Tuesday, August 25, 2009

"A Streetcar Named Desire" (1951) - Movie Review

“A Streetcar Named Desire” is a sorry tale about a woman unable to cope up with the age getting a better of her and rides on the sympathy which is never there. This is the delusion of this two hours of proclaimed classic. Vivian Leigh structures the woman in discussion, Blanche and does successfully so in annoying the audience. We could not stand this woman right from the start, building in status, appearance and facade of unknown future.

There is terrific acting in this film which does not help much though in making this a complete emotional circle. This Elia Kazan film is not badly made. On the contrary, it is fully developed in characters and the conclusions they arrive. The problem is with the whole story heading for a slow train wreck. It begins with Blanche coming to New Orleans and takes the streetcar drive (the name of it is Desire) to her sister Stella’s (Kim Hunter) place. She has left her town as their old country home has unable to keep up with the mortgage payments. She is there and going to stay indefinitely. She does not say it but begins to live at Stella along with Stella’s arrogant, tough and mean husband Stanley Kowalski (Marlon Brando).

The movie is about how Blanche is full blown suffocating woman fading into the shadows of dying youth and in constant effort for compliments about her looks. She needs attention and being left to take care of the property by Stella early in the life has made her grumpy. Stella is a woman of different kind. She is soft and caring and loves Stanley adorably. Stanley is an egomaniacal tough fellow whose way of showing love is by utterly disregarding the opinions of Stella and get into fights. This is a turn on for Stella and that is the trait which attracted her to Stanley.

Adapted from the play by Tennessee Williams, most of the scenes happen inside this house with a window overlooking the streets where floods of people walk in all the time. This is the place where Stanley and his friends play poker and have altercation with Stella and Blanche. Stanley hates the presence of Blanche. First is the burden of her and the second is that the property share belongs to Stella too which would be of great help as they are expecting a baby.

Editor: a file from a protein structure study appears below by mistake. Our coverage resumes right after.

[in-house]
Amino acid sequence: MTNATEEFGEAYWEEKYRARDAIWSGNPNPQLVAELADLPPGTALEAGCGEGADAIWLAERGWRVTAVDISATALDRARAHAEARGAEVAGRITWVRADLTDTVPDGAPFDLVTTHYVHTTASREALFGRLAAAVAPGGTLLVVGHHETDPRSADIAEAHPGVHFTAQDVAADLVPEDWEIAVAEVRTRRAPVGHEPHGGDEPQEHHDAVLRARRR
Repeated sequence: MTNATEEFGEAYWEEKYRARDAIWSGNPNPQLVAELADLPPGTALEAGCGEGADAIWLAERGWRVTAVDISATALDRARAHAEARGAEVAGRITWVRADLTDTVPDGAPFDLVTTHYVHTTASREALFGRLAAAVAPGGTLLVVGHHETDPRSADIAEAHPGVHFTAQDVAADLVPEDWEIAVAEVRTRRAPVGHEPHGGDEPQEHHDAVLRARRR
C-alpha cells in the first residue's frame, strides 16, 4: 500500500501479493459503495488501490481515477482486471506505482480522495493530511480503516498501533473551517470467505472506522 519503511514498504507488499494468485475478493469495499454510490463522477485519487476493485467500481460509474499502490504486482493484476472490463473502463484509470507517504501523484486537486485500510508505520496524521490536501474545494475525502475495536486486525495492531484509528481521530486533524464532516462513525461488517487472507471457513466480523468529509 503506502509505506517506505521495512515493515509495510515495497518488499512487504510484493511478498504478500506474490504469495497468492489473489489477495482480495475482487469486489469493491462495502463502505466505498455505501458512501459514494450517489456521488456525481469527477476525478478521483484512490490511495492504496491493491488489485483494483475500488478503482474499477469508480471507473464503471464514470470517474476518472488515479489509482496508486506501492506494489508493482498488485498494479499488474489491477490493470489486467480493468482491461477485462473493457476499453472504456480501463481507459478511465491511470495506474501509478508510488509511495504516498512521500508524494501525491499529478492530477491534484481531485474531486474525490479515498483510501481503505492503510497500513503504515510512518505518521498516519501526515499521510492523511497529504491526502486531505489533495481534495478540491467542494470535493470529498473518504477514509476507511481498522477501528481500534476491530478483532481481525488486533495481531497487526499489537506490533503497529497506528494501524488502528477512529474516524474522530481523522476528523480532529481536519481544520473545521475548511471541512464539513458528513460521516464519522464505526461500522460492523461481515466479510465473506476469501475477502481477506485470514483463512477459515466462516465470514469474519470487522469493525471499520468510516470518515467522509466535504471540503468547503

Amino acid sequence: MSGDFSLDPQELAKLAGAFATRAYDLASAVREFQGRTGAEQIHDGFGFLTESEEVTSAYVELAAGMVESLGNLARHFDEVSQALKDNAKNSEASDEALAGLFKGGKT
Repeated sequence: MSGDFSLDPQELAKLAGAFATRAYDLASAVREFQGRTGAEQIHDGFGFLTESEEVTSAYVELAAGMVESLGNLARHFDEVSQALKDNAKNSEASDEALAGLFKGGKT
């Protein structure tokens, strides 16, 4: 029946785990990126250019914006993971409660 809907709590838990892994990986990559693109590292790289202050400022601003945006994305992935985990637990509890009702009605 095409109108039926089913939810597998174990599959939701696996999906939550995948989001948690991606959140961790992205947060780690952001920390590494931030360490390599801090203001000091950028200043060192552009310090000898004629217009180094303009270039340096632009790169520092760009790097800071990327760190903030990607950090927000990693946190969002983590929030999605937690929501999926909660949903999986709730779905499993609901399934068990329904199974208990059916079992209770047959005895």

Blanche is not a swindler but a drama queen. She arrives and is petrified by the living her sister leads. Stranded household and noisy neighbours were the least in the list of things Blanche had her brains tuned on for. When confronted directly by any one on her behaviour or past, she simply flutters with a smile which is not attractive or distracting and comes out cheap, weak and frustrating. A nice gentleman Mitch (Karl Malden) likes Blanche. Blanche seem to like the idea of a man being nice to her than the man himself. She withdraws from physical intimacy while lets a complete stranger, a young man to let her kiss. This woman is an emotional basket case.

By successfully delivering their given part and putting them in the right place for the story undertaken by Elia Kazan, I had no interest in where this characters are heading. I did not expect redemption nor a feel good ending, rather a level to recognize their action. Not reasons but a sense of their emotions to equate ourselves. We see Stanley, a dangerous bully and a walking time bomb of violence sensing the right attitude of Blanche. His way of retaliation is to be a mean pig and then finally summate his emotional negligence by humiliating and butchering Blanche. The only possible man of interest was Mitch who understandably gets frustrated by Blanche and then stoops to Stanley’s level.

“A Streetcar Named Desire” is supposed to a fable of the bad characters resulting in bad things happening to them. Brando and Leigh are nothing short of brilliant in their despicable characters. Stella played by Kim Hunter is a silent inert object and her solution to a problem is to present bunch of lies to boost the attention level of her sister. Why am I concerned about these people of unexplainable stubbornness? I have enough of them meeting up in my life and except for the performance, I was thoroughly irritated by “A Streetcar Named Desire”.

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